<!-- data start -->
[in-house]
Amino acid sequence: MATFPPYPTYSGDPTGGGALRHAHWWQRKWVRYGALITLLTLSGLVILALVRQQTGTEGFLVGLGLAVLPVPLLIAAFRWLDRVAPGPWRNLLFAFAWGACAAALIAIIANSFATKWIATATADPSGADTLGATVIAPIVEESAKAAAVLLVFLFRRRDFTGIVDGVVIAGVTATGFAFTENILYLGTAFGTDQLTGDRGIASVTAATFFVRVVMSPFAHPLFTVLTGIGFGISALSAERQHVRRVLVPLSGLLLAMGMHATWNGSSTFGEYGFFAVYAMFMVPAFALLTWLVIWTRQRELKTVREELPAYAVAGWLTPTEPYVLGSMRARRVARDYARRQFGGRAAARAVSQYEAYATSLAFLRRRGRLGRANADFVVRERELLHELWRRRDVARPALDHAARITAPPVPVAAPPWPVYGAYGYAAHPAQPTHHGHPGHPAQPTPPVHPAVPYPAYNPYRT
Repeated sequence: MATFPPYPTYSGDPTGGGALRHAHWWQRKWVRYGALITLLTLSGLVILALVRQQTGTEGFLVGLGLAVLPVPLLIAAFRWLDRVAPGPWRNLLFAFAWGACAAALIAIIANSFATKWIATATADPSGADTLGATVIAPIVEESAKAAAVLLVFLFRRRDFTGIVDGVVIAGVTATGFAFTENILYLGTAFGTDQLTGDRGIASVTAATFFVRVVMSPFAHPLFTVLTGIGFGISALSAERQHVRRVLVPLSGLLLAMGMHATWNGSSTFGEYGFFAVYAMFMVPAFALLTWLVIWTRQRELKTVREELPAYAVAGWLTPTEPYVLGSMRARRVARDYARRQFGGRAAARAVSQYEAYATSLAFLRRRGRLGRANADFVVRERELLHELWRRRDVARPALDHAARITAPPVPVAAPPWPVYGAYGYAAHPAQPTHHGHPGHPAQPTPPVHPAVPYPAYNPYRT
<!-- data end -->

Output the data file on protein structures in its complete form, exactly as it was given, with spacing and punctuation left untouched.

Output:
[in-house]
Amino acid sequence: MATFPPYPTYSGDPTGGGALRHAHWWQRKWVRYGALITLLTLSGLVILALVRQQTGTEGFLVGLGLAVLPVPLLIAAFRWLDRVAPGPWRNLLFAFAWGACAAALIAIIANSFATKWIATATADPSGADTLGATVIAPIVEESAKAAAVLLVFLFRRRDFTGIVDGVVIAGVTATGFAFTENILYLGTAFGTDQLTGDRGIASVTAATFFVRVVMSPFAHPLFTVLTGIGFGISALSAERQHVRRVLVPLSGLLLAMGMHATWNGSSTFGEYGFFAVYAMFMVPAFALLTWLVIWTRQRELKTVREELPAYAVAGWLTPTEPYVLGSMRARRVARDYARRQFGGRAAARAVSQYEAYATSLAFLRRRGRLGRANADFVVRERELLHELWRRRDVARPALDHAARITAPPVPVAAPPWPVYGAYGYAAHPAQPTHHGHPGHPAQPTPPVHPAVPYPAYNPYRT
Repeated sequence: MATFPPYPTYSGDPTGGGALRHAHWWQRKWVRYGALITLLTLSGLVILALVRQQTGTEGFLVGLGLAVLPVPLLIAAFRWLDRVAPGPWRNLLFAFAWGACAAALIAIIANSFATKWIATATADPSGADTLGATVIAPIVEESAKAAAVLLVFLFRRRDFTGIVDGVVIAGVTATGFAFTENILYLGTAFGTDQLTGDRGIASVTAATFFVRVVMSPFAHPLFTVLTGIGFGISALSAERQHVRRVLVPLSGLLLAMGMHATWNGSSTFGEYGFFAVYAMFMVPAFALLTWLVIWTRQRELKTVREELPAYAVAGWLTPTEPYVLGSMRARRVARDYARRQFGGRAAARAVSQYEAYATSLAFLRRRGRLGRANADFVVRERELLHELWRRRDVARPALDHAARITAPPVPVAAPPWPVYGAYGYAAHPAQPTHHGHPGHPAQPTPPVHPAVPYPAYNPYRT